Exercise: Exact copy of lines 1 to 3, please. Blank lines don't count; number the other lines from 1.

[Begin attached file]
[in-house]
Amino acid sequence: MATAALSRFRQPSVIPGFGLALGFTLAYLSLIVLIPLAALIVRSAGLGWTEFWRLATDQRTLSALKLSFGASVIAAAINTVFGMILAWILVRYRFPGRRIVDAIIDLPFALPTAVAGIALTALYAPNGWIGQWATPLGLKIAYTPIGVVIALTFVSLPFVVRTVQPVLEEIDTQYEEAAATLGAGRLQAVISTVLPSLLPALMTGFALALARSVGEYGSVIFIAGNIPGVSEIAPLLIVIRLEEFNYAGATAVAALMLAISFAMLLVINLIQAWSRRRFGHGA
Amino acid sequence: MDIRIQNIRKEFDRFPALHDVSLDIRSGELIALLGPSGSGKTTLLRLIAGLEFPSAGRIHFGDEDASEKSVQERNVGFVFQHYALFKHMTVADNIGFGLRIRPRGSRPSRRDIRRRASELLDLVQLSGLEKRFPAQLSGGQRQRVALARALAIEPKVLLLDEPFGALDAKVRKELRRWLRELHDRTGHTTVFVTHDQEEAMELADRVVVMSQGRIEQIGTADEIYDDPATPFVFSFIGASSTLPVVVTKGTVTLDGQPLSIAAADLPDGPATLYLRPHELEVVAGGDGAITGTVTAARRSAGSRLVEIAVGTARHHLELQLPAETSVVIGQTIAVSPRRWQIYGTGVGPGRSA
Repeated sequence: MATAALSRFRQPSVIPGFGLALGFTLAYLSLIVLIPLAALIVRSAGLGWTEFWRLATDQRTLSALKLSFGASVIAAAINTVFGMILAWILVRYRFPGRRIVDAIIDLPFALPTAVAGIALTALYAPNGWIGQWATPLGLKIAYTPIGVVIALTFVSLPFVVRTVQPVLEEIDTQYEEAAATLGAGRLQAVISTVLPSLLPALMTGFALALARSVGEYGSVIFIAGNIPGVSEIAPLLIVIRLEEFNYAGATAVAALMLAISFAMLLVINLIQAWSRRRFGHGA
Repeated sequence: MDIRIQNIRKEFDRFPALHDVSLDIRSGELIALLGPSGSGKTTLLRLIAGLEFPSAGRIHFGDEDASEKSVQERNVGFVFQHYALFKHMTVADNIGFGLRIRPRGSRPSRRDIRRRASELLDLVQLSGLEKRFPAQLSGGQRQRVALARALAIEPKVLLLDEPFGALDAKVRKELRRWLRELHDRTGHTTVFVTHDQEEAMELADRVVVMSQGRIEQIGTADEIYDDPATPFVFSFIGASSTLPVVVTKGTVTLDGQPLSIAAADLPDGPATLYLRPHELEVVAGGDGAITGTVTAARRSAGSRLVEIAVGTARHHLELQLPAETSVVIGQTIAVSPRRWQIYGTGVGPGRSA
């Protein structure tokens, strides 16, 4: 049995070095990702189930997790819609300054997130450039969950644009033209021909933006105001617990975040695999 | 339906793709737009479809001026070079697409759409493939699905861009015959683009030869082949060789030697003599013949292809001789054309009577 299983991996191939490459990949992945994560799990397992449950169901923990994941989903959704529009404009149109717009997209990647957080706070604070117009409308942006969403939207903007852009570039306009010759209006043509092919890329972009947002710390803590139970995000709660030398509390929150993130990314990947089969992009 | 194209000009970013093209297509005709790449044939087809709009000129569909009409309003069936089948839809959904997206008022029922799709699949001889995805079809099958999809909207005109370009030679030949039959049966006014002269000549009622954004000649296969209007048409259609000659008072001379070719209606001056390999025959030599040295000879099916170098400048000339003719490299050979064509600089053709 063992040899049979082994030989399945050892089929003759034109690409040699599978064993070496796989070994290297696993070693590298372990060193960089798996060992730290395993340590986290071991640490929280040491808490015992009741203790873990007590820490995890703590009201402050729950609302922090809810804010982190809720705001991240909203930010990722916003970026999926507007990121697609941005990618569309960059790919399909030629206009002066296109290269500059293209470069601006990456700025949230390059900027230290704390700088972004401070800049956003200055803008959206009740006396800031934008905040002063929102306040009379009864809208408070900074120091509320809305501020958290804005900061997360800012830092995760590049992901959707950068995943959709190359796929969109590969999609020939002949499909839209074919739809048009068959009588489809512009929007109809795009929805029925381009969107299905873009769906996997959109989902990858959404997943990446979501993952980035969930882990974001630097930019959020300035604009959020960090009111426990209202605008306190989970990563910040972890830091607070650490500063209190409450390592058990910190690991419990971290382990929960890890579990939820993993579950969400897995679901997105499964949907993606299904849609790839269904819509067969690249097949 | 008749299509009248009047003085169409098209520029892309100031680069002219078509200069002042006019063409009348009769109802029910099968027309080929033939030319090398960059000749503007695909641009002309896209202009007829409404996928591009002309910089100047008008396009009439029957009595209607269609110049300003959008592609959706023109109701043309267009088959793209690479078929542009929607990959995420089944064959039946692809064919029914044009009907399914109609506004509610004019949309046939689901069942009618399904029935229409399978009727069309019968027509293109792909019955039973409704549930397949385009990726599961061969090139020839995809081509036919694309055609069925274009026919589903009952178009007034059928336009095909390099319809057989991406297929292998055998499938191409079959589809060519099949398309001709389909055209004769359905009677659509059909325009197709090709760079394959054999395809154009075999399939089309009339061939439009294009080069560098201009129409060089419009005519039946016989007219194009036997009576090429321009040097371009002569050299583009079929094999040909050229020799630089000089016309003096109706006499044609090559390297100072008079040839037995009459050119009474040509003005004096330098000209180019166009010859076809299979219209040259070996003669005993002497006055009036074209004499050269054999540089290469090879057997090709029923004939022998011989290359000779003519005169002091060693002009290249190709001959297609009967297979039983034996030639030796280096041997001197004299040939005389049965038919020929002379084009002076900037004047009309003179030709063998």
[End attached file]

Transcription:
[in-house]
Amino acid sequence: MATAALSRFRQPSVIPGFGLALGFTLAYLSLIVLIPLAALIVRSAGLGWTEFWRLATDQRTLSALKLSFGASVIAAAINTVFGMILAWILVRYRFPGRRIVDAIIDLPFALPTAVAGIALTALYAPNGWIGQWATPLGLKIAYTPIGVVIALTFVSLPFVVRTVQPVLEEIDTQYEEAAATLGAGRLQAVISTVLPSLLPALMTGFALALARSVGEYGSVIFIAGNIPGVSEIAPLLIVIRLEEFNYAGATAVAALMLAISFAMLLVINLIQAWSRRRFGHGA
Amino acid sequence: MDIRIQNIRKEFDRFPALHDVSLDIRSGELIALLGPSGSGKTTLLRLIAGLEFPSAGRIHFGDEDASEKSVQERNVGFVFQHYALFKHMTVADNIGFGLRIRPRGSRPSRRDIRRRASELLDLVQLSGLEKRFPAQLSGGQRQRVALARALAIEPKVLLLDEPFGALDAKVRKELRRWLRELHDRTGHTTVFVTHDQEEAMELADRVVVMSQGRIEQIGTADEIYDDPATPFVFSFIGASSTLPVVVTKGTVTLDGQPLSIAAADLPDGPATLYLRPHELEVVAGGDGAITGTVTAARRSAGSRLVEIAVGTARHHLELQLPAETSVVIGQTIAVSPRRWQIYGTGVGPGRSA